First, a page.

A lot of people get into trouble by comparing their faithfulness with that of another person. Or, we do that which disappoints us and we focus on our failure more than Jesus’ desire to forgive us. Or, we allow a disappointment to get to us and blur our focus on Jesus.
Empowered people have a Jesus-focus.
Secondly, Empowered People Have a Spirit of Reverence for Jesus. In our language, it’s a holy respect. It’s respect that causes us to yield to Him and His ways.
You are aware that when Jesus taught His early disciples to pray that He said, early in the prayer, “Hallowed be thy name.” He taught the disciples to bow before God in reverence as they prayed.
This morning, I’m going to make a confession. It has to do with applauding in church. I was reared being taught that one should not applaud in church. I don’t feel comfortable doing it. I was taught that the church is God’s house and that when I enter the sanctuary I should be reverent in spirit. I’ve changed my thinking about some things I was taught as a child, but I haven’t changed that belief. What we do in God’s sanctuary is bow before Him. Worship isn’t a performance; it’s our hearts yielding to God, opening ourselves to his Spirit.
I’ve never made an issue out of applauding in the sanctuary because others have different views. In the Psalms it says to clap your hands before God (e.g. Psalms 47:1). Yet, I am concerned about the loss of reverence we have for anything, including God. At one point we even had a weekly television show that was titled “Nothing Sacred.” Folks, that’s nothing to boast about. No wonder we have so much killing and so much trouble in the land. I’m convinced that it’s tied to our loss of reverence for God.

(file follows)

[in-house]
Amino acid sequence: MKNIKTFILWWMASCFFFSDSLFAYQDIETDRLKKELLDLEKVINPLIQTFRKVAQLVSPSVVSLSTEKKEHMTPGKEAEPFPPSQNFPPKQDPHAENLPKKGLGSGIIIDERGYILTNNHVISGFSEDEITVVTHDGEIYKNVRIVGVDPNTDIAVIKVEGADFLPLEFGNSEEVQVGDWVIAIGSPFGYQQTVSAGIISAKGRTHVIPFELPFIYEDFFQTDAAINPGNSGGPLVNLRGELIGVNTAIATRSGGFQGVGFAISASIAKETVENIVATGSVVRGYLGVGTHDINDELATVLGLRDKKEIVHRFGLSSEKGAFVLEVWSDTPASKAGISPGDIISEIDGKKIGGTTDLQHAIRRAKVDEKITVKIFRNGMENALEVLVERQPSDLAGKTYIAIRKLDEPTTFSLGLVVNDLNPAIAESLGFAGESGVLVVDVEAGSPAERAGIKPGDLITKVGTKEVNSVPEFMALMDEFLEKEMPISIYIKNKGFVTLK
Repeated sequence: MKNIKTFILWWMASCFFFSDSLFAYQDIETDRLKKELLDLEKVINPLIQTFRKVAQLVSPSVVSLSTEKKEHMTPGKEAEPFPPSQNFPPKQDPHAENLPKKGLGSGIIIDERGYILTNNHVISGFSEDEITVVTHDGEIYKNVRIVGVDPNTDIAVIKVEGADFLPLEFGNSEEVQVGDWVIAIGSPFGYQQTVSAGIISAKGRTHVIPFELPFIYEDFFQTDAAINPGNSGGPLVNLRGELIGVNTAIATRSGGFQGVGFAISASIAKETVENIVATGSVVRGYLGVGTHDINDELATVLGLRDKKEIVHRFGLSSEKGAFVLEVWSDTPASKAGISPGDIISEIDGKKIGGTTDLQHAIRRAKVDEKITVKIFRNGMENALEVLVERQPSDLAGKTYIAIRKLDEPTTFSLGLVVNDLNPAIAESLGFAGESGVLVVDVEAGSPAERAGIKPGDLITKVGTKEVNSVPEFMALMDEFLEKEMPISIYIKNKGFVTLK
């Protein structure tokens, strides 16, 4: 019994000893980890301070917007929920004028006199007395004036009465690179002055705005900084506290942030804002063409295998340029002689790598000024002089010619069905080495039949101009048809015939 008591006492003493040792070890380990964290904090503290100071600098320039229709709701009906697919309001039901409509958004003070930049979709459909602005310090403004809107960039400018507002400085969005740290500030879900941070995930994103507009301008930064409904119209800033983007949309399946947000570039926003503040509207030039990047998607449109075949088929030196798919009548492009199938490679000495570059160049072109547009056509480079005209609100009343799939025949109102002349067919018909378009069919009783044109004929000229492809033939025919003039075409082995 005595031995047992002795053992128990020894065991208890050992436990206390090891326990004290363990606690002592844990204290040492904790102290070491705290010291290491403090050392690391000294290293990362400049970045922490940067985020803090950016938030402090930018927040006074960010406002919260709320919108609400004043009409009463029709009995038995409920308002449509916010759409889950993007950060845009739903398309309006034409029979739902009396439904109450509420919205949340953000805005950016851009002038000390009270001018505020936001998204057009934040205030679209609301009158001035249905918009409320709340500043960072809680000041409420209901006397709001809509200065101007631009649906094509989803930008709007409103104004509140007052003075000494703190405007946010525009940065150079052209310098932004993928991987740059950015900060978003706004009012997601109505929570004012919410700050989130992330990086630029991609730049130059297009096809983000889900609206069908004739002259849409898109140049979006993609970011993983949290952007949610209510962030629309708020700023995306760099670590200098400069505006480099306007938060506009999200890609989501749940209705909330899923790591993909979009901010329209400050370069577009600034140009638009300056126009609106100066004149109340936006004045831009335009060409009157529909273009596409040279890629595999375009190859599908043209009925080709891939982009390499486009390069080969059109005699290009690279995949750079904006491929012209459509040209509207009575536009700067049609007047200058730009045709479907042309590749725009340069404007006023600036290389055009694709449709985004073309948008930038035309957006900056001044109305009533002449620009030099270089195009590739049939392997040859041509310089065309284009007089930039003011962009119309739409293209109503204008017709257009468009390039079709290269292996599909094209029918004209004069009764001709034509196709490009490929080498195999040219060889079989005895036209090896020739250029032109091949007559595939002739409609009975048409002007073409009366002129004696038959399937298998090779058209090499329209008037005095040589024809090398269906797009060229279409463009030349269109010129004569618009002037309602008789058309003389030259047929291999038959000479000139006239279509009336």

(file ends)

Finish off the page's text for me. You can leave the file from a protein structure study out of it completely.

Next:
The picture of God that people have in their minds finally becomes the picture of humanity that people have. That’s true in all religions. A God who is likened to a mighty warrior is worshipped by people who make war holy. A theology that accents God’s judgment will make a person judgmental. A God who is mean-spirited makes a person mean-spirited. A God who is likened to Jesus is worshipped by people who make life sacred.
When you study Jesus’ life you see Him bowing before God in reverence. You hear Him talking about his Father’s Spirit being in Him. Just so, when we bow in reverence we sense the Spirit of God being in our spirit. That verse of “I Surrender All” says it well:
All to Jesus I surrender,
Now I feel the sacred flame;
Oh, the joy of full salvation!
Glory, glory, to His name!
I surrender all,
I surrender all,
All to thee, my blessed Savior,
I surrender all.

The Third Ingredient in Empowered Living Is a Grace Filled Spirit — a spirit that recognizes that by ourselves we can’t make it. We do well for a time, then stumble and fall. Grace-filled spirits are found in people who draw from the well that never runs dry — the well of God’s grace. Grace-filled people are people who don’t worry about whether they deserve God’s love; such people just accept God’s love and rejoice.
Grace-filled spirits are seen in people who live off God’s forgiveness and who forgive others. Grace-filled spirits are spirits who accept new beginnings and offer new beginnings to others.
But notice this, grace-filled people don’t take God’s love for granted. God’s love is not separated from the holy respect or reverence we have for God. (Romans 6-8 is an excellent resource for grace-filled living.)